Please use this identifier to cite or link to this item:
|Title:||Branch prediction attack on blinded scalar multiplication||Authors:||Bhattacharya, Sarani
|Keywords:||Engineering::Computer science and engineering::Hardware||Issue Date:||2020||Source:||Bhattacharya, S., Maurice, C., Bhasin, S. & Mukhopadhyay, D. (2020). Branch prediction attack on blinded scalar multiplication. IEEE Transactions On Computers, 69(5), 633-648. https://dx.doi.org/10.1109/TC.2019.2958611||Journal:||IEEE Transactions on Computers||Abstract:||In recent years, performance counters have been used as a side channel source to monitor branch mispredictions, in order to attack cryptographic algorithms. However, the literature considers blinding techniques as effective countermeasures against such attacks. In this article, we present the first template attack on the branch predictor. We target blinded scalar multiplications with a side-channel attack that uses branch misprediction traces. Since an accurate model of the branch predictor is a crucial element of our attack, we first reverse-engineer the branch predictor. Our attack proceeds with a first online acquisition step, followed by an offline template attack with a template building phase and a template matching phase. During the template matching phase, we use a strategy we call Deduce Remove, to first infer the candidate values from templates based on a model of the branch predictor, and subsequently eliminate erroneous observations. This last step uses the properties of the target blinding technique to remove wrong guesses and thus naturally provides error correction in key retrieval. In the later part of this article, we demonstrate a template attack on Curve1174 where the double-and-add always algorithm implementation is free from conditional branching on the secret scalar. In that case, we target the data-dependent branching based on the modular reduction operations of long integer multiplications. Such implementations still exist in open source software and can be vulnerable, even if top level safeguards like blinding are used. We provide experimental results on scalar splitting, scalar randomization, and point blinding to show that the secret scalar can be correctly recovered with high confidence. Finally, we conclude with recommendations on countermeasures to thwart such attacks.||URI:||https://hdl.handle.net/10356/147416||ISSN:||1557-9956||DOI:||10.1109/TC.2019.2958611||Rights:||© 2020 Institute of Electrical and Electronics Engineers (IEEE). All rights reserved.||Fulltext Permission:||none||Fulltext Availability:||No Fulltext|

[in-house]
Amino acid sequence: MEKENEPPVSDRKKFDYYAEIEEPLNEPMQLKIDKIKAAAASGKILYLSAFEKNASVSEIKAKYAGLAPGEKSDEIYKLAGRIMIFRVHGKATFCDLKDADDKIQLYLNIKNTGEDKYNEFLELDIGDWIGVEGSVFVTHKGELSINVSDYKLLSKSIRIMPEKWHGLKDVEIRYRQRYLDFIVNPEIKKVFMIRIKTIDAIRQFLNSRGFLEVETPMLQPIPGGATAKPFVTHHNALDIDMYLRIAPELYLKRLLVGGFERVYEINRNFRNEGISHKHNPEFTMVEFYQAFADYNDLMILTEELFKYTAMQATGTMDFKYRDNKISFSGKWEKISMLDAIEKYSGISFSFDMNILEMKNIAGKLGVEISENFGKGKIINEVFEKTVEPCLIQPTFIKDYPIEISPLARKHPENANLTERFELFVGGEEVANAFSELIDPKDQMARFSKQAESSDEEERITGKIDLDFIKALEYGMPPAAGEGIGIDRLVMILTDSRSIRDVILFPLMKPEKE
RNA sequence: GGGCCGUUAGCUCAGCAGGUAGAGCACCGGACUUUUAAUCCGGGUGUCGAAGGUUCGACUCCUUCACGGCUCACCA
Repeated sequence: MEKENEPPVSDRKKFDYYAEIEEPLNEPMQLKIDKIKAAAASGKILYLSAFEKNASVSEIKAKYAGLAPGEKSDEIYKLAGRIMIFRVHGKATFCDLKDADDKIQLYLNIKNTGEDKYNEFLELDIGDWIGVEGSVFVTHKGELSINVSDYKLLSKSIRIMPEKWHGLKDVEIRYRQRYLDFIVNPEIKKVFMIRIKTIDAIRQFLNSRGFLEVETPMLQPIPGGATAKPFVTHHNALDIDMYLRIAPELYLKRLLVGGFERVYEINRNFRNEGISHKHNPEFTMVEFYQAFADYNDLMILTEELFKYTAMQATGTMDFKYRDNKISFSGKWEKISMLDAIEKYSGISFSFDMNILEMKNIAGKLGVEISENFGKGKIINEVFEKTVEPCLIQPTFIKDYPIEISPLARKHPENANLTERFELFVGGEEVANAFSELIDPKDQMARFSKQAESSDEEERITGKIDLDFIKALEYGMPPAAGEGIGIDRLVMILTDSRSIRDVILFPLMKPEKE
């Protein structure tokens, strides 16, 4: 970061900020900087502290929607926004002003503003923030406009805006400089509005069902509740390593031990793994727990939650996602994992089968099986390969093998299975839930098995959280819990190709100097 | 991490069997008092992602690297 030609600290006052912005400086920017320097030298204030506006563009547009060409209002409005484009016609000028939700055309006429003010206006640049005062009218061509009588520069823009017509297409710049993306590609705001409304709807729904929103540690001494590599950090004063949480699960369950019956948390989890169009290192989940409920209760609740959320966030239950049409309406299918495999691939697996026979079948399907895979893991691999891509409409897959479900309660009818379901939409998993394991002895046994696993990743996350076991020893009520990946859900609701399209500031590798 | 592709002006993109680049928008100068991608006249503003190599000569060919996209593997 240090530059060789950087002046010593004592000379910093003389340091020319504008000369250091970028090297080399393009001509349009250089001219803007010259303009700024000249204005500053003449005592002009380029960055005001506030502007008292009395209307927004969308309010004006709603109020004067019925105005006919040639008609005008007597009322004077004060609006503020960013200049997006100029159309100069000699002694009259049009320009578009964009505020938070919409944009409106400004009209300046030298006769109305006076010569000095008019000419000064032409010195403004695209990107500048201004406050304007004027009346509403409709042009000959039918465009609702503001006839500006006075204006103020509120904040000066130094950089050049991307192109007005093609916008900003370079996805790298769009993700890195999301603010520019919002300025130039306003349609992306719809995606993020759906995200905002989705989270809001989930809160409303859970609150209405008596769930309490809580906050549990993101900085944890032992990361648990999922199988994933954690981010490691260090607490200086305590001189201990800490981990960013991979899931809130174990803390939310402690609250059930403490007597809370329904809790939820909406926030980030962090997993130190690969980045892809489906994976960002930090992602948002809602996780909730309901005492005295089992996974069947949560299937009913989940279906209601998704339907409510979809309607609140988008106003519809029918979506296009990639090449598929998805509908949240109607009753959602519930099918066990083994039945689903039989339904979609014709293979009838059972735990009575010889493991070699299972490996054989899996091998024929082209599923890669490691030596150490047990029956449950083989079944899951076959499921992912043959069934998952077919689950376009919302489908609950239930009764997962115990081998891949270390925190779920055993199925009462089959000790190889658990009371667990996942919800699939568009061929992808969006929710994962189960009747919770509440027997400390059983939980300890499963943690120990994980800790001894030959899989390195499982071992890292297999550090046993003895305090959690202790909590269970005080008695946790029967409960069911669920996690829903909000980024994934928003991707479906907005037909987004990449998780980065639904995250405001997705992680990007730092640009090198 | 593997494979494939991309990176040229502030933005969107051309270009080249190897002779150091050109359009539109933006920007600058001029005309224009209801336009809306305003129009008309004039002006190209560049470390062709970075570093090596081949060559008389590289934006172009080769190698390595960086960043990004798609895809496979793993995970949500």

|Appears in Collections:||TL Journal Articles|
Updated on Sep 17, 2021
Items in DR-NTU are protected by copyright, with all rights reserved, unless otherwise indicated.